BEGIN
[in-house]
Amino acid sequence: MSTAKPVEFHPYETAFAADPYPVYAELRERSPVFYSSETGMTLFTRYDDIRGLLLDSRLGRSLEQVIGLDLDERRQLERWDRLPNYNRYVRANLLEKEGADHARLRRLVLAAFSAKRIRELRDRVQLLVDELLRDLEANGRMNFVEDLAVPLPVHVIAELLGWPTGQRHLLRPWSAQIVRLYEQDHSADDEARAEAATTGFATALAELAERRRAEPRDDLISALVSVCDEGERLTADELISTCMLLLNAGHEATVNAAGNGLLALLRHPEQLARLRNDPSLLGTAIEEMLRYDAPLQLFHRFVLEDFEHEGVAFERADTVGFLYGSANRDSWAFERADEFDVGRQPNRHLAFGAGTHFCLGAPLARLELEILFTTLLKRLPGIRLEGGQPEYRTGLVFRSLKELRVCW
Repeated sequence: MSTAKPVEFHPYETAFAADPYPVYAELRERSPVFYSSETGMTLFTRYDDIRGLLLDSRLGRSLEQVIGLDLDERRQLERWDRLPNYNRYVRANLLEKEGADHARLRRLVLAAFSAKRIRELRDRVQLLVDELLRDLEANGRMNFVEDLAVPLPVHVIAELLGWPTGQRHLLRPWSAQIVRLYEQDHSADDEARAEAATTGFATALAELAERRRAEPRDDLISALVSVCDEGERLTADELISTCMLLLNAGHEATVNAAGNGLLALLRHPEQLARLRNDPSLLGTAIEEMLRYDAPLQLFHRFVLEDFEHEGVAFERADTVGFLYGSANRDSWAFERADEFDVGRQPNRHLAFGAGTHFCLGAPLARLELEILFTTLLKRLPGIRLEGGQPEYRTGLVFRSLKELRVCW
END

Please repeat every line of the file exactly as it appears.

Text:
[in-house]
Amino acid sequence: MSTAKPVEFHPYETAFAADPYPVYAELRERSPVFYSSETGMTLFTRYDDIRGLLLDSRLGRSLEQVIGLDLDERRQLERWDRLPNYNRYVRANLLEKEGADHARLRRLVLAAFSAKRIRELRDRVQLLVDELLRDLEANGRMNFVEDLAVPLPVHVIAELLGWPTGQRHLLRPWSAQIVRLYEQDHSADDEARAEAATTGFATALAELAERRRAEPRDDLISALVSVCDEGERLTADELISTCMLLLNAGHEATVNAAGNGLLALLRHPEQLARLRNDPSLLGTAIEEMLRYDAPLQLFHRFVLEDFEHEGVAFERADTVGFLYGSANRDSWAFERADEFDVGRQPNRHLAFGAGTHFCLGAPLARLELEILFTTLLKRLPGIRLEGGQPEYRTGLVFRSLKELRVCW
Repeated sequence: MSTAKPVEFHPYETAFAADPYPVYAELRERSPVFYSSETGMTLFTRYDDIRGLLLDSRLGRSLEQVIGLDLDERRQLERWDRLPNYNRYVRANLLEKEGADHARLRRLVLAAFSAKRIRELRDRVQLLVDELLRDLEANGRMNFVEDLAVPLPVHVIAELLGWPTGQRHLLRPWSAQIVRLYEQDHSADDEARAEAATTGFATALAELAERRRAEPRDDLISALVSVCDEGERLTADELISTCMLLLNAGHEATVNAAGNGLLALLRHPEQLARLRNDPSLLGTAIEEMLRYDAPLQLFHRFVLEDFEHEGVAFERADTVGFLYGSANRDSWAFERADEFDVGRQPNRHLAFGAGTHFCLGAPLARLELEILFTTLLKRLPGIRLEGGQPEYRTGLVFRSLKELRVCW